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In Memory of Walter Benjamin

[Walter Benjamin] famously procrastinated on his “Arcades Project,” a colossal meditation on the cityscape of Paris where the figure of the flâneur — the procrastinator par excellence — would wander. Benjamin himself fatally dallied in escaping the city ahead of the Nazis. He took his own life, leaving the manuscript forever unfinished, more evidence, it would seem, that no avoidable delay goes unpunished.

Really love this piece on procrastination. Does modern life prevent us from creating what is tragically beautiful? Maybe we are just terrified by the violence of history :)

— Anna Della Subin’s essay — part of her counterinsurgency campaign against those who seek to defeat procrastination — in The New York Times. (via robertseshelman)

Work on a good piece of writing proceeds on three levels: a musical one, where it is composed; an architectural one, where it is constructed; and finally, a textile one, where it is woven.
Walter Benjamin, ‘Mind the Steps’, One Way Street (via mptskies)
The work of memory collapses time.
Walter Benjamin (via journalofanobody)
Strength lies in improvisation. All the decisive blows are struck left-handed.
Walter Benjamin (via swiftfence)
In the nights of annihilation of the last war, the frame of mankind was shaken by a feeling that resembled the bliss of the epileptic. And the revolts that followed it were the first attempts of mankind to bring the new body under its control. The power of the proletariat is the measure of its convalescence. If it is not gripped to the very marrow by the discipline of this power, no pacifist polemics will save it. Living substance conquers the frenzy of destruction only in the ecstasy of procreation.

To the Planetarium, 1923-1926, published 1928. 

In this short fragment, Benjamin puts on his post-war Marxist hat, citing technology as a fetish of the ruling class which leads to violence (here Benjamin uses technology as a thingified item, alluding to Marxist reification). What’s beautiful here is the melding of Marxist theory with an understanding of man’s quest for meaning in the cosmos. The quest for understanding the outside world has led to the creation of technology, and when put in the wrong hands, leads to violence and destruction. Benjamin doesn’t, however, showcase what happens after the violence—which as we can see by the date is the First World War, the Great War or the Great Patriotic War. What happens once the violence has hit us? Are there plans to change the course of human history?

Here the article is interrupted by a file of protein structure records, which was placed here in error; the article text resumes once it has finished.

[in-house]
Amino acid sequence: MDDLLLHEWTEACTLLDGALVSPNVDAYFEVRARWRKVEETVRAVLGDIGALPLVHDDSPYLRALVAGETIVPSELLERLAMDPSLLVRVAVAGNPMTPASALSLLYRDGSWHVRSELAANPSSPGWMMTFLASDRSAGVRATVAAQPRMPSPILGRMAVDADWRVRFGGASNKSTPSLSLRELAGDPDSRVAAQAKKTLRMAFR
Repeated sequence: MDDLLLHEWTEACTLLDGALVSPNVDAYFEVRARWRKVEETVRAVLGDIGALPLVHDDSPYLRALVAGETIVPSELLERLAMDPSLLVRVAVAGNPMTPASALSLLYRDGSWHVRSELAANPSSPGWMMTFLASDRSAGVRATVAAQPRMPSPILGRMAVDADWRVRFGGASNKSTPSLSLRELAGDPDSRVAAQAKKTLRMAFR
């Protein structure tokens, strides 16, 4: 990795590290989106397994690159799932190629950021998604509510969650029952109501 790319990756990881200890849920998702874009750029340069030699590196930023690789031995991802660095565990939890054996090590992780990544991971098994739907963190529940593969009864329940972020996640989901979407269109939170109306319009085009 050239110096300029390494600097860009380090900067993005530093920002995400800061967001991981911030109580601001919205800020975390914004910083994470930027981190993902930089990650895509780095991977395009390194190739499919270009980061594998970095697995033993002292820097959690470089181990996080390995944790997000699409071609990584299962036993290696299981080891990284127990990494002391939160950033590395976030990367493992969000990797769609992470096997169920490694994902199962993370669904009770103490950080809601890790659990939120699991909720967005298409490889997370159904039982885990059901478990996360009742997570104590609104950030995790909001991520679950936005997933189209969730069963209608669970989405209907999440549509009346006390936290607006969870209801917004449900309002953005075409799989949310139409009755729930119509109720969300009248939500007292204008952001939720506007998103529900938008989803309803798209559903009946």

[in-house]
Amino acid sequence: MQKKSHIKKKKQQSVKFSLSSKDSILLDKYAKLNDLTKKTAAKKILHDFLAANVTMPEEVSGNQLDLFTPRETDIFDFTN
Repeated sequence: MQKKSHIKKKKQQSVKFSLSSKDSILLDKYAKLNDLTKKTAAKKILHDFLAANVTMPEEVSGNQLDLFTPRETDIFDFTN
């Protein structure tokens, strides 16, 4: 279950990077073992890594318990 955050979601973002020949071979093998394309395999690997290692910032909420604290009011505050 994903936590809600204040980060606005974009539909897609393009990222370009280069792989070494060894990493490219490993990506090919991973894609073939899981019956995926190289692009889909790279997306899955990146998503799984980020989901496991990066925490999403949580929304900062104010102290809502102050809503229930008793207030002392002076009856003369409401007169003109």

There is no existential study about the meaning of mankind after violence. Classic Benjamin and Messianic Violence! 

 If anyone ever questions Benjamin as a Marxist, show them this piece. 

menbathing:

Flâneur III: Benjamin’s Shadow

Danish director Torben Skjødt Jensen and writer Urf Peter Hallberg

publicobsessions:

“For play and nothing else is the mother of every habit. Eating, sleeping, getting dressed, washing have to be instilled into the struggling little brat in a playful way, following the rhythm of nursery rhymes. Habit enters life as a game, and in habit, even in its most sclerotic forms, an element of play survives to the end. Habits are the forms of our first happiness and our first horror that have congealed and become deformed to the point of being unrecognizable.” 
Benjamin, “Toys and Play,” Selected Writings, 1927-1930. Image: Walter Benjamin’s Archive, Verso, 2006. The caption reads: “Old wooden horsey from the governorate of Vladimir.”

publicobsessions:

“For play and nothing else is the mother of every habit. Eating, sleeping, getting dressed, washing have to be instilled into the struggling little brat in a playful way, following the rhythm of nursery rhymes. Habit enters life as a game, and in habit, even in its most sclerotic forms, an element of play survives to the end. Habits are the forms of our first happiness and our first horror that have congealed and become deformed to the point of being unrecognizable.” 

Benjamin, “Toys and Play,” Selected Writings, 1927-1930. Image: Walter Benjamin’s Archive, Verso, 2006. The caption reads: “Old wooden horsey from the governorate of Vladimir.”

Nietzsche, for example, wrote aphoristically, characterizing himself moreover as the enemy of system; yet he thought through his philosophy in a comprehensive and unitary manner in keeping with his guiding ideas, and in the end began to write his system.
Walter Benjamin, ‘The Concept of Criticism in German Romanticism’ in Walter Benjamin: Selected Writings Vo.1. (via smallexit)

(Source: jenngodiva)


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